With a tribe that surrounds the Piyulaga Lake area of Brazil, the Waura Indians have a long history that has been marked by harmony and peace with those around them. Originally founded in 1884 by German ethnologist Karl von den Steinen, the Waura tribe was first spotted on a tip from the SuyÁ tribe who gave von den Steinen a map of the region and location of their homeland. As Aruak speakers, this particular tribe has formed a strong relationship with other similar speaking tribes in the area and the result has been a multi-ethnic region that has been marked by relative peace since the 18th century.
In the past century, many Roman Catholic missionaries have made trips to visit the Waura people with intent on bringing some form of Christianity into their lives and speaking about religion in general. Many of the Waura have accepted Christianity; however, others have found that the transition and acceptance of the missionaries has not always been easy. As the missionaries began to assimilate into native culture, they also began to bring disease with them over time and in the process, wound up killing some of the same people they were trying to help.
The typical diet of a Waura native is similar to other tribes, with a heavy focus on fish, beans and various fruits in particular. Fishing takes place at all times of the day, with the men sometimes going out with torches at night to catch and then broil fish for dinner the next day. Because of the lack of storage and freezers, some food items (such as ears of maize) are left dangling from the side of house roofs, while other families simply keep their food stored in the same pots they are cooked in.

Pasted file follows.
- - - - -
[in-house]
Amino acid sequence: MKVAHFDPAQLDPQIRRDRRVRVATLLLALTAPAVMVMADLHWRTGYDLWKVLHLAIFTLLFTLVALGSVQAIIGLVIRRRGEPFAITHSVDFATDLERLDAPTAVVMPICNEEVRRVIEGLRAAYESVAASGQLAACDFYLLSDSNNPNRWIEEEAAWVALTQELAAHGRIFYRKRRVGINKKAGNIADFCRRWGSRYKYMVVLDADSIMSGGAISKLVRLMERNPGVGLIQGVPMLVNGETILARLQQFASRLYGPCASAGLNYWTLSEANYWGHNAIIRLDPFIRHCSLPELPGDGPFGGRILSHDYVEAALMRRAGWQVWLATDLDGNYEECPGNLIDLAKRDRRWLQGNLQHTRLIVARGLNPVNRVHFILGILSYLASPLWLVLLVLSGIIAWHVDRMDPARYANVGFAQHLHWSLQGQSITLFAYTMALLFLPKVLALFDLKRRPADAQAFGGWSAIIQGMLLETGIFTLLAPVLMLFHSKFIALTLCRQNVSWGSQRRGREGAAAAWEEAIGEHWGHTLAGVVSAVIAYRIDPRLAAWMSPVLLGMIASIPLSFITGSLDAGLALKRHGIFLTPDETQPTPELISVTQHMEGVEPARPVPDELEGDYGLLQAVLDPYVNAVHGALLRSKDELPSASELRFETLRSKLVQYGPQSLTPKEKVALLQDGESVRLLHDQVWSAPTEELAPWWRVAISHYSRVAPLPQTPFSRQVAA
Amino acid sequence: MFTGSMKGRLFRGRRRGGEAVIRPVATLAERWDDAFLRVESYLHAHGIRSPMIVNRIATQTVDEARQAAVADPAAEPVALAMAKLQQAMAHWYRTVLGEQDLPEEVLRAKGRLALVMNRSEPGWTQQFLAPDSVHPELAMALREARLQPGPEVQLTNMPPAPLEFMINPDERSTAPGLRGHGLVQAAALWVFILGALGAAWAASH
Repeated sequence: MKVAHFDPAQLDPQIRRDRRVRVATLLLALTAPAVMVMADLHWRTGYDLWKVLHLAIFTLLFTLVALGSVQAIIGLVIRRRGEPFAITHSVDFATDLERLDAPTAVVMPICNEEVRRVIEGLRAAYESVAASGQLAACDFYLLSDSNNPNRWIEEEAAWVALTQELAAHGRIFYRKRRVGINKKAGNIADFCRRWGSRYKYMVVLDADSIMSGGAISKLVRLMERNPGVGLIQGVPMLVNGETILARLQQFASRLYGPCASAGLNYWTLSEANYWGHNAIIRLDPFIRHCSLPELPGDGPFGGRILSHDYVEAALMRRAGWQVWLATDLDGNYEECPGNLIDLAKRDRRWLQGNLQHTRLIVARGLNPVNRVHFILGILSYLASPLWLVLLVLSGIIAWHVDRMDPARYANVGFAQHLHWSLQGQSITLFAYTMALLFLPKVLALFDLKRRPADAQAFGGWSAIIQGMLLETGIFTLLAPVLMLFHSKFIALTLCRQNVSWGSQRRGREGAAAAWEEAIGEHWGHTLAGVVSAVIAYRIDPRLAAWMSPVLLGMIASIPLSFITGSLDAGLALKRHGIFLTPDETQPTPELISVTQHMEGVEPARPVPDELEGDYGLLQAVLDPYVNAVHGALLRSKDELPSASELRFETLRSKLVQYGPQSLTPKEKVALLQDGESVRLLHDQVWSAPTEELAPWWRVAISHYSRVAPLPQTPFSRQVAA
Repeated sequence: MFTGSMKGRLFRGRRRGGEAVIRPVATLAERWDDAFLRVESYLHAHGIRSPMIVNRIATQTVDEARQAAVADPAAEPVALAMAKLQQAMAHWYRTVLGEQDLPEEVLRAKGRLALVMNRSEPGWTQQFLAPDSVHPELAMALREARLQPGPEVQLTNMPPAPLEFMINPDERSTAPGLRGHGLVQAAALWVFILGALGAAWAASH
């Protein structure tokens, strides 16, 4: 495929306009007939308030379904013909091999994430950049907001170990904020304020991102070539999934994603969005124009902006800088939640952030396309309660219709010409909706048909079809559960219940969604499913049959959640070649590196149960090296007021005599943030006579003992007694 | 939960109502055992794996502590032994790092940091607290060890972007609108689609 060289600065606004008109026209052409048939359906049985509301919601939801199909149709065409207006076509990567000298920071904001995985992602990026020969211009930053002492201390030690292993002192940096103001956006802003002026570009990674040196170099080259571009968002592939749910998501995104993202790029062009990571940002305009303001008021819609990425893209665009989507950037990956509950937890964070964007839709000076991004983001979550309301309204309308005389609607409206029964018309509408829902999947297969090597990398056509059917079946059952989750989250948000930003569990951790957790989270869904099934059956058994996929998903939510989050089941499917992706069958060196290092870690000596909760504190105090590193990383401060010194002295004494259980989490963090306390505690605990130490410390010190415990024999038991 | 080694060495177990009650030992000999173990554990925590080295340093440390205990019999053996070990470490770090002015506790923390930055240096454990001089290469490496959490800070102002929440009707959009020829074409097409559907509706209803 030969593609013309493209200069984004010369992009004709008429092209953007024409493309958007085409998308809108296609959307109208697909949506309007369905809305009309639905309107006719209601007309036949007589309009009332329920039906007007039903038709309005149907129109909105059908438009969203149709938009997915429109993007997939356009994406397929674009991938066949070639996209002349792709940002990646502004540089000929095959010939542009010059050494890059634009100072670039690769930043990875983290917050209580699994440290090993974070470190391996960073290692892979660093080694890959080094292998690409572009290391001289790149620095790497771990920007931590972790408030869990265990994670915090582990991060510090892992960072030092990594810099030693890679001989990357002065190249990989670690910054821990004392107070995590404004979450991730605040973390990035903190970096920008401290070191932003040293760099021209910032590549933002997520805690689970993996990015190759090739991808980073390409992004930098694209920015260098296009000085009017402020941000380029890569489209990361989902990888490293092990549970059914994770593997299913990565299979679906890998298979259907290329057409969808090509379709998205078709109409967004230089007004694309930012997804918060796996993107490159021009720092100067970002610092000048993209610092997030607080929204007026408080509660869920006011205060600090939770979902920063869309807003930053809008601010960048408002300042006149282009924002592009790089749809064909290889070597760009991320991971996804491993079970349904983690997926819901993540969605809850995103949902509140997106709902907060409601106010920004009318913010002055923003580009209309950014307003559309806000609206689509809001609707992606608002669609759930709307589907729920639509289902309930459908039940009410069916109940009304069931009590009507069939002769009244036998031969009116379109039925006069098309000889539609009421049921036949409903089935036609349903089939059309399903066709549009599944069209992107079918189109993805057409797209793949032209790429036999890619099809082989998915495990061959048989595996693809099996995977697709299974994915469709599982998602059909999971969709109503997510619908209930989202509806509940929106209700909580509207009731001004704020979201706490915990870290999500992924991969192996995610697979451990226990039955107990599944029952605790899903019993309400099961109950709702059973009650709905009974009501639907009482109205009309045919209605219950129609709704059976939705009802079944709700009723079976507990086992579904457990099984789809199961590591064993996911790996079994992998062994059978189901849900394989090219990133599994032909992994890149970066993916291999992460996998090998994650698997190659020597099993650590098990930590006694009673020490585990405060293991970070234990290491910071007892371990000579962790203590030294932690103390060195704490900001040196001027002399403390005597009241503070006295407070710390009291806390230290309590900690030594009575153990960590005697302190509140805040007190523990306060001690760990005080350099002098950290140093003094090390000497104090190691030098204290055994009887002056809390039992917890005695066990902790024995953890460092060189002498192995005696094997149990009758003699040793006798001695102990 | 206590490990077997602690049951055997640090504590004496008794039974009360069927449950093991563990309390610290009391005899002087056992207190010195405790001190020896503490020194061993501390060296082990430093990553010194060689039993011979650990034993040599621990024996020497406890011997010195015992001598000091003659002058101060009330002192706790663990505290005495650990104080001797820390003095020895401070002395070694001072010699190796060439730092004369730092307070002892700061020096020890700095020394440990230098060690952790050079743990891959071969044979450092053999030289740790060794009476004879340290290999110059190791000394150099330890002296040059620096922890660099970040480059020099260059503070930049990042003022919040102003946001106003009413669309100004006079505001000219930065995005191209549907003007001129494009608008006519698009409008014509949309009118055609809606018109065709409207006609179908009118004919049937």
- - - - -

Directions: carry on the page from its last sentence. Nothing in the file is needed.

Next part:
When it comes to work, pottery and ceramic goods are the major means of production among the natives. In particular, there are 45 different designs that are generally used to decorate materials that are important to their culture. Though many tribes view these creations as a means of making a living (which the Waura do as well), these products also serve as a reminder of their cultural ethnicity. In recent years, these artisans have made products that have been deemed worthy enough to trade for industrialized goods.
One interesting fact that separates the Waura from other tribes in their region is a system of rules that cater only to fathers in the tribe. Studies have found that the tallest and wealthiest men in the tribe typically can have up to seven or eight extra-marital affairs at one time. In addition, these men were the ones called upon when it came time to lead important rituals or choose a chief. In comparison, the lower strata of the tribe found men who worked as simple trash yard collectors. Seen as inferior, these men were significantly shorter and had less extra-marital affairs compared to their more fortunate counterparts. Despite a relative lack of social interaction, this system of social balances mirrors those held in the outside world.
Waura – SIL International
Vocabulário uaurá/vaurá (Waura/Waurá)
BARCELOS NETO, Aristóteles / Arte, Estética e Cosmologia entre os Índios Waurá da Amazônia Meridional.
The Rankin Museum – photos
Coelho, Vera Penteado – 1983 Un Eclipse do Sol na Aldeia Waura. Journal de la Societe des Americanistes 69:149-67.
Schultz, Harald – 1965 Lendas Waura. Revista do Museu Paulista 16:21-149.